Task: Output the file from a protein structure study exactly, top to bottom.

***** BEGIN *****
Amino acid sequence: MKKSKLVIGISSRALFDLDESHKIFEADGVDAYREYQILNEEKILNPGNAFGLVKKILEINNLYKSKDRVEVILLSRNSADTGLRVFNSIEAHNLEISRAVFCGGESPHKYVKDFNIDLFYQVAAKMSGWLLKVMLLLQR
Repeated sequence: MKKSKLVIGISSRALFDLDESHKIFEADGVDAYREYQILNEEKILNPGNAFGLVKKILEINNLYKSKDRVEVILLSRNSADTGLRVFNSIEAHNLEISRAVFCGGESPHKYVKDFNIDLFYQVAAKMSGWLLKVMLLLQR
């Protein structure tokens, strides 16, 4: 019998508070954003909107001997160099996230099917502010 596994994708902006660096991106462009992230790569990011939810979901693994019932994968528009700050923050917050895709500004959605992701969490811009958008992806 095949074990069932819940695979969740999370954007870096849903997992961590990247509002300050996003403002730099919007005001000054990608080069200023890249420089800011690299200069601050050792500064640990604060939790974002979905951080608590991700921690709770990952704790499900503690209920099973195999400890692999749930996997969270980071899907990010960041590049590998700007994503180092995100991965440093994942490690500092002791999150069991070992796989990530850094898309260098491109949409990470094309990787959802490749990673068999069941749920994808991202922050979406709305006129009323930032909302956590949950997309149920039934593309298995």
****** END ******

Amino acid sequence: MKKSKLVIGISSRALFDLDESHKIFEADGVDAYREYQILNEEKILNPGNAFGLVKKILEINNLYKSKDRVEVILLSRNSADTGLRVFNSIEAHNLEISRAVFCGGESPHKYVKDFNIDLFYQVAAKMSGWLLKVMLLLQR
Repeated sequence: MKKSKLVIGISSRALFDLDESHKIFEADGVDAYREYQILNEEKILNPGNAFGLVKKILEINNLYKSKDRVEVILLSRNSADTGLRVFNSIEAHNLEISRAVFCGGESPHKYVKDFNIDLFYQVAAKMSGWLLKVMLLLQR
């Protein structure tokens, strides 16, 4: 019998508070954003909107001997160099996230099917502010 596994994708902006660096991106462009992230790569990011939810979901693994019932994968528009700050923050917050895709500004959605992701969490811009958008992806 095949074990069932819940695979969740999370954007870096849903997992961590990247509002300050996003403002730099919007005001000054990608080069200023890249420089800011690299200069601050050792500064640990604060939790974002979905951080608590991700921690709770990952704790499900503690209920099973195999400890692999749930996997969270980071899907990010960041590049590998700007994503180092995100991965440093994942490690500092002791999150069991070992796989990530850094898309260098491109949409990470094309990787959802490749990673068999069941749920994808991202922050979406709305006129009323930032909302956590949950997309149920039934593309298995």